But how and if this dog bites its tail, you best find out for yourself. 🐕

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C64 Command Line Interface
Imagesource: https://github.com/chironb/

When the C64 is lacking one thing, it's a modern command line interface. I mean, the thing comes with a shell - kind of. But the BASIC prompt was not enough for Chiron Bramberger, because especially drive and file management, starting programs in memory, viewing RAM and starting Turbo Macro Pro can be easily done in his shell.

ChiCLI is a stroke of genius and even if Bash and Z-Shell play in a completely different league, this tool is a real enrichment for the little Commodore.

I wonder if the whole thing wouldn't fit in perfectly with Gregorio Naçu's C64 OS? 🧐

Definitely check it out!

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Built To Last

Built To Last - A Computer for 50 Years
Imagesource: https://www.datagubbe.se/

Imagine: A computer that could last 50 years and work efficiently. An interesting thought, especially since in 2022 the Commodore64, the Sinclair ZX Spectrum but also other 8-bit machines will become 40 years old.

I don't think anyone would have thought back then, that 40 years later hardware and software releases for these machines would be as normal as the next friggin' iOS update.

Carl Svensson muses on the same topic, but has a different iron in the fire. For him, it's the Amiga 1200 released 10 years after the C64, and in his absolutely worthwhile article, Carl not only addresses the philosophical question itself. 

The very practical challenges of a 50 year old computer stand in the foreground, as well as the daily-driver-capabilities of the machine. 

Not only for Amiga fans, and something we should at least think about in times of diminishing resources, chip shortage and upheavals in this world.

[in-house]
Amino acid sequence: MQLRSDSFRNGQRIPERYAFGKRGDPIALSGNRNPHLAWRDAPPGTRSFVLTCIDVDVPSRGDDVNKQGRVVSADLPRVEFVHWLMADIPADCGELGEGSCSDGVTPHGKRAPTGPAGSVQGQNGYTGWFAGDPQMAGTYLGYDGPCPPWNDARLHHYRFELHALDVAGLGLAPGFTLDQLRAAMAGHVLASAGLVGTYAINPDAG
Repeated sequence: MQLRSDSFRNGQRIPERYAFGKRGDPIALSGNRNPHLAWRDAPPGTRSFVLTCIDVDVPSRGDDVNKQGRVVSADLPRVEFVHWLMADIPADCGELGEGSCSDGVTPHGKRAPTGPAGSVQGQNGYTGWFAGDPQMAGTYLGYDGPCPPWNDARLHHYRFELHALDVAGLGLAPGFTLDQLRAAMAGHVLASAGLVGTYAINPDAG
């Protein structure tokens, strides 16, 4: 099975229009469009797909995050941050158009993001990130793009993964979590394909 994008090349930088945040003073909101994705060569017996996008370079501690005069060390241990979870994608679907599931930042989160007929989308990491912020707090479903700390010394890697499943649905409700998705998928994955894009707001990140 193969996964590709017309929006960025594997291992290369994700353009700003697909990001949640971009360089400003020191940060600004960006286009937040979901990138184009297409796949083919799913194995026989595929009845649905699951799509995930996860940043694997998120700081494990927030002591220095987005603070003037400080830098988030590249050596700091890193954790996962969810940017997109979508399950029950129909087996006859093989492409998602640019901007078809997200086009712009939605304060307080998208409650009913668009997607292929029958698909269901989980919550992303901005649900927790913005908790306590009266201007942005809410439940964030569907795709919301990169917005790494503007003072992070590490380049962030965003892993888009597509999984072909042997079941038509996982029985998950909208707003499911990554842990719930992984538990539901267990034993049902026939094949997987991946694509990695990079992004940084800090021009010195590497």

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3D AGI Graphics

Isometric 3D Pixel Engine
Imagesource: https://twitter.com/mausmoto

The last news of the day is just a stunner. See for yourself here.

Goes a low res pixel graphic into the bar and meets an isometric renderer.

Just awesome what the Japanese coder mausimus released here as a sneak preview over Christmas. Interest was accordingly high, and I'm curious if we'll see a usable engine and corresponding games soon.

What immediately comes to mind, is a C64 remake of Maniac Mansion ... but who's asking me. 🤐

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FPGA Heaven

FPGA Heaven
Imagesource: https://unsplash.com/

If you like to play with FPGA's, then you probably know Will Green already. He was responsible for the FPGA Christmas calendar in our Christmas issue and among other things he is also an old acquaintance in our magazine.

Should you be looking for fresh FPGA projects or just resources to learn, we have the perfect starting point for you: Will's Project F is his personal tech blog, where he has published a significant number of FPGA-related articles since April 2020.

Great resource! Thanks Will. Looking for a new topic for 22? Then check it out.

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Fantasy CPU

e-4917 - Fantasy CPU
Imagesource: https://www.maartenhus.nl/

Since Ben Eater has freed the inner workings of a CPU from the myth and made it accessible to the masses, there has been an incredible amount of projects in this area. 

But even before that, interested people have built their own CPU's, in hardware but also in software. Maarten Hus has a very special treat for us.

The virtual CPU called e-4917 actually comes from Prof. Richard Buckland and were part of his 2008 lectures at UNSW.

But Maarten has now put the thing in software, and brought the emulation piece by piece into the browser.

Caution: unfortunately unusable on mobile devices, but so well done, that you should definitely check it out on the desktop. Also for old 8-bit hares.

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J1 Forth CPU

J1 Forth CPU
Imagesource: https://excamera.com/

And a similar project by James Bowman. Similar in so far, that it is a CPU. 😁

However, the J1 Forth CPU has two major advantages. First, you can get it to run directly on a modern FPGA, and second, the instruction set is so similar to Forth that programs written in Forth can be run extremely efficiently.

The 16-bit CPU is so simple that it could hardly be simpler, but still delivers an impressive functionality.